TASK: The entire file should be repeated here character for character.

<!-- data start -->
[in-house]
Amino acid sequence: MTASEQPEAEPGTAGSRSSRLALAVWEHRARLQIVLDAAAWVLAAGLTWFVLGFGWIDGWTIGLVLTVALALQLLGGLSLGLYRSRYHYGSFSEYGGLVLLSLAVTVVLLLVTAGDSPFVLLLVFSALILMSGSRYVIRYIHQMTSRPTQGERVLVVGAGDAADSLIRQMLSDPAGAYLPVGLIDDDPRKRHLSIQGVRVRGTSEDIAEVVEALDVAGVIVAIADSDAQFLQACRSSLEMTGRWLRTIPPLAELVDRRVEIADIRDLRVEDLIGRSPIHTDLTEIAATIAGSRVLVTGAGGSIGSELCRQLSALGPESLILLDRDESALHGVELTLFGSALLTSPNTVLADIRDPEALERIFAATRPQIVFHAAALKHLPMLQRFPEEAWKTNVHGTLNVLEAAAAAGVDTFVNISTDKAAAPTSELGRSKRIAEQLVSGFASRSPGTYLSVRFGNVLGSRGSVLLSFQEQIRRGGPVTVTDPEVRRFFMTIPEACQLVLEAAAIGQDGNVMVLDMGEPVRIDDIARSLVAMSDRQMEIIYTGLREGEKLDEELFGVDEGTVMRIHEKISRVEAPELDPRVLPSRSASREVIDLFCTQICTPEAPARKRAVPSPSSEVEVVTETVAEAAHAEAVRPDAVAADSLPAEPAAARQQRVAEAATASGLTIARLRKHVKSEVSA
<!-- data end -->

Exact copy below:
[in-house]
Amino acid sequence: MTASEQPEAEPGTAGSRSSRLALAVWEHRARLQIVLDAAAWVLAAGLTWFVLGFGWIDGWTIGLVLTVALALQLLGGLSLGLYRSRYHYGSFSEYGGLVLLSLAVTVVLLLVTAGDSPFVLLLVFSALILMSGSRYVIRYIHQMTSRPTQGERVLVVGAGDAADSLIRQMLSDPAGAYLPVGLIDDDPRKRHLSIQGVRVRGTSEDIAEVVEALDVAGVIVAIADSDAQFLQACRSSLEMTGRWLRTIPPLAELVDRRVEIADIRDLRVEDLIGRSPIHTDLTEIAATIAGSRVLVTGAGGSIGSELCRQLSALGPESLILLDRDESALHGVELTLFGSALLTSPNTVLADIRDPEALERIFAATRPQIVFHAAALKHLPMLQRFPEEAWKTNVHGTLNVLEAAAAAGVDTFVNISTDKAAAPTSELGRSKRIAEQLVSGFASRSPGTYLSVRFGNVLGSRGSVLLSFQEQIRRGGPVTVTDPEVRRFFMTIPEACQLVLEAAAIGQDGNVMVLDMGEPVRIDDIARSLVAMSDRQMEIIYTGLREGEKLDEELFGVDEGTVMRIHEKISRVEAPELDPRVLPSRSASREVIDLFCTQICTPEAPARKRAVPSPSSEVEVVTETVAEAAHAEAVRPDAVAADSLPAEPAAARQQRVAEAATASGLTIARLRKHVKSEVSA